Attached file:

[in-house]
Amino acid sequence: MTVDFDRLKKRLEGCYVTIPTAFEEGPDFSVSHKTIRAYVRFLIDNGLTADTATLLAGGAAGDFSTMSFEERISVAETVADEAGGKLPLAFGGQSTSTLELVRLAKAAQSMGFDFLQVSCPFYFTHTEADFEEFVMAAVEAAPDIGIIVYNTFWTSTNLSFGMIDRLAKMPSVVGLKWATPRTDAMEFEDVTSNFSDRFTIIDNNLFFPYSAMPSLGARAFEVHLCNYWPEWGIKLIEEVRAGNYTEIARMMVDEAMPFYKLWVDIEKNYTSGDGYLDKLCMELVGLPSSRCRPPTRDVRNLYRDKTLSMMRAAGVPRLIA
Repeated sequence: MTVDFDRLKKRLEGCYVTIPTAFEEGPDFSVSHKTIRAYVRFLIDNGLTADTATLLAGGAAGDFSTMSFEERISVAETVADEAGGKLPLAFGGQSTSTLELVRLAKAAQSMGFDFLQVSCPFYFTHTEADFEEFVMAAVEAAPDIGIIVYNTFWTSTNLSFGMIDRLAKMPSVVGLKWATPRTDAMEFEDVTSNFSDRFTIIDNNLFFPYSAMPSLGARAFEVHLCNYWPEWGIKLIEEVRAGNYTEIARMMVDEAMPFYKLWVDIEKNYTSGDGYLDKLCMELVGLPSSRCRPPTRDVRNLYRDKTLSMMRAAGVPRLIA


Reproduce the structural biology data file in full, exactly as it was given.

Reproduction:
[in-house]
Amino acid sequence: MTVDFDRLKKRLEGCYVTIPTAFEEGPDFSVSHKTIRAYVRFLIDNGLTADTATLLAGGAAGDFSTMSFEERISVAETVADEAGGKLPLAFGGQSTSTLELVRLAKAAQSMGFDFLQVSCPFYFTHTEADFEEFVMAAVEAAPDIGIIVYNTFWTSTNLSFGMIDRLAKMPSVVGLKWATPRTDAMEFEDVTSNFSDRFTIIDNNLFFPYSAMPSLGARAFEVHLCNYWPEWGIKLIEEVRAGNYTEIARMMVDEAMPFYKLWVDIEKNYTSGDGYLDKLCMELVGLPSSRCRPPTRDVRNLYRDKTLSMMRAAGVPRLIA
Repeated sequence: MTVDFDRLKKRLEGCYVTIPTAFEEGPDFSVSHKTIRAYVRFLIDNGLTADTATLLAGGAAGDFSTMSFEERISVAETVADEAGGKLPLAFGGQSTSTLELVRLAKAAQSMGFDFLQVSCPFYFTHTEADFEEFVMAAVEAAPDIGIIVYNTFWTSTNLSFGMIDRLAKMPSVVGLKWATPRTDAMEFEDVTSNFSDRFTIIDNNLFFPYSAMPSLGARAFEVHLCNYWPEWGIKLIEEVRAGNYTEIARMMVDEAMPFYKLWVDIEKNYTSGDGYLDKLCMELVGLPSSRCRPPTRDVRNLYRDKTLSMMRAAGVPRLIA